Apple treesgreenspun.com : LUSENET : Countryside : One Thread
A few years ago we planted 3 Johnathon apple trees. For the first time we are getting apples on them. The apples are just coming on, is there any way I can keep the worms out of them without using pesticides? Should I have done something earlier on? Thanks!
-- Anne (firstname.lastname@example.org), April 25, 2000
have you got any red christmass balls? paint them with tangle foot to trap moths. I live in town and have not had to spray my apples yet, [now they will be wiped out by worms]there is also phermone traps you can buy but that can just lure them were thay might not have gone on there own.after a year or two you will know what is a problem for you, gardens alive sells a wide variety of organic products.Gardens alive # 812 537-8650 has a nice pamplate which show diseases, and bugs, and remedys in it.
-- kathy h (email@example.com), April 25, 2000.
Anne ~ As a wise guru on this site has recommended, please state where you are, so the rest of us can more readily attempt to help. You are obviously somewhere south of here. I never use anything that is not organic IF IT MAKES SENSE! I guess I am not a purist. I use water-soluble fertilizers, and I use "Home-orchard sprays", which are broad spectrum, rather benign, sprays. The "tangle-foot stickies" work, and I use them, but don't rely upon them exclusively. Chronoligically, I don't think you have a problem. Look for entry holes on the fruit, and cull those. Use the sticky traps. And then sort the apples. Some will be unscathed. Keep those for yourself. Take the others and give them to your neighbors, or make applesauce without telling the rest of the family. REALLY! You'll never notice any difference, it won't hurt anyone, and the miniscule added protein will be undetectable! Squeamishness is squeamishness ONLY when the squeamish eater knows there is something to be squeamish about! In any case, GL!
-- Brad (Me) (firstname.lastname@example.org), April 25, 2000.
It may depend on what type of worm you are talking about. If it's the apple maggot (the fly looks like a small black and white plane with swept back wings, smaller than a housefly), it can be trapped with the red balls with tangletrap. I've used can lids and styrofoam balls, spray- painted red then covered with Tangletrap. Hang a bunch of them in the tree as the apples are developing. I don't like to put them out while the flowers are in bloom. Birds and bees can also be trapped. I'm not sure what to do about the Gypsy moth, that is just beginning to make its way into this area.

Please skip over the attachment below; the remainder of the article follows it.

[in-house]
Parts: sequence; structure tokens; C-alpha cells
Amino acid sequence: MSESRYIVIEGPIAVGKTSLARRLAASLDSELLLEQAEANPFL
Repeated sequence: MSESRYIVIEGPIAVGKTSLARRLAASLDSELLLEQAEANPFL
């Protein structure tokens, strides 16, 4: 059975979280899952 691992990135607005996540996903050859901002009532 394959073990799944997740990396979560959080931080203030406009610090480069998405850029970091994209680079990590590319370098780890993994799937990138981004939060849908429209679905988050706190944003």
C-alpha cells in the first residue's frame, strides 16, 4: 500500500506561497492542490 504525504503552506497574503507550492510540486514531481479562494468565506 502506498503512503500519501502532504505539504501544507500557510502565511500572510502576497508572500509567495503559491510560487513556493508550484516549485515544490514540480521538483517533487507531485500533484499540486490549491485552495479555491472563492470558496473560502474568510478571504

-- Peg (NW WI) (email@example.com), April 25, 2000.
Hi all, thanks for the info and sorry about leaving out where I live. It's south east Tenn. Just one more question...have never heard of tangletrap, where can I get it? Thanks!
-- Anne (firstname.lastname@example.org), April 25, 2000.
Tanglefoot and related products can be found at a lot of greenhouses and even hardware stores or places that sell the stuff that goes along with plants (so maybe even Walmart, Kmart, etc). Check in the pesticide area. Or if they've got a special organic growing area, it would probably be there. Many of the gardening catalogs also sell it. Gerbil
-- Gerbil (email@example.com), April 25, 2000.
If you go the tanglefoot and red ball route, put the red ball in a clear plastic bag, maybe one left from shopping or a used pint freezer bag, tie securely and cut off excess, coat the bag with the tanglefoot or even vaseline. When fall comes and you don't need the balls until spring, remove and toss the plastic bag. It didn't take me long to learn this after I spent more time than I cared taking buggy tanglefoot off a reusable ball.
-- marilyn (firstname.lastname@example.org), April 26, 2000.
Thanks everyone for the great tips. Hopefully I'll get to eat some of the apples bug-free! If not, I'll take Brads' advice and opt for the extra protein! :)
-- Anne (email@example.com), April 26, 2000.
When we were living in South Korea, there were a lot of orchards growing "Asian Pears" or pear-apples they are sometimes called. In any case, the Koreans didn't use pesticides, but they did tie a small paper bag around each fruit as it was developing. I know this would be labor-intensive, and heaven knows they have the labor available. I always meant to try it myself when my apples began to produce fruit. It also keeps the fruit from getting marks from branches, etc. so it is more desirable for market. Jan
-- Jan B (Janice12@aol.com), April 26, 2000.
We have Asian pears ( I love them) and I will try tying bags around them this year. I haven't had problems with worms, but my apples get that way sometimes, so it might be worth it. What a great fruit!! I am planting more this year.
-- sheepish (firstname.lastname@example.org), April 26, 2000.
My farm came with an old orchard that had been neglected for years, and the apples weren't fit to bring to the house. I fenced it in, and use it for my chicken yard. They cleaned up all of the apple fall as fast as it hit the ground, and apparantly the next generation of apple pests as well. In one year, I went from having nothing worth fooling with, to having to buy a cider press to deal with the huge crop of wonderful apples. There are still a few bugs that migrate in from the neighbors neglected trees, but nothing a bit of trimming doesn't take care of. I just chop them up to make apple- current chutney.
-- Connie (email@example.com), April 27, 2000.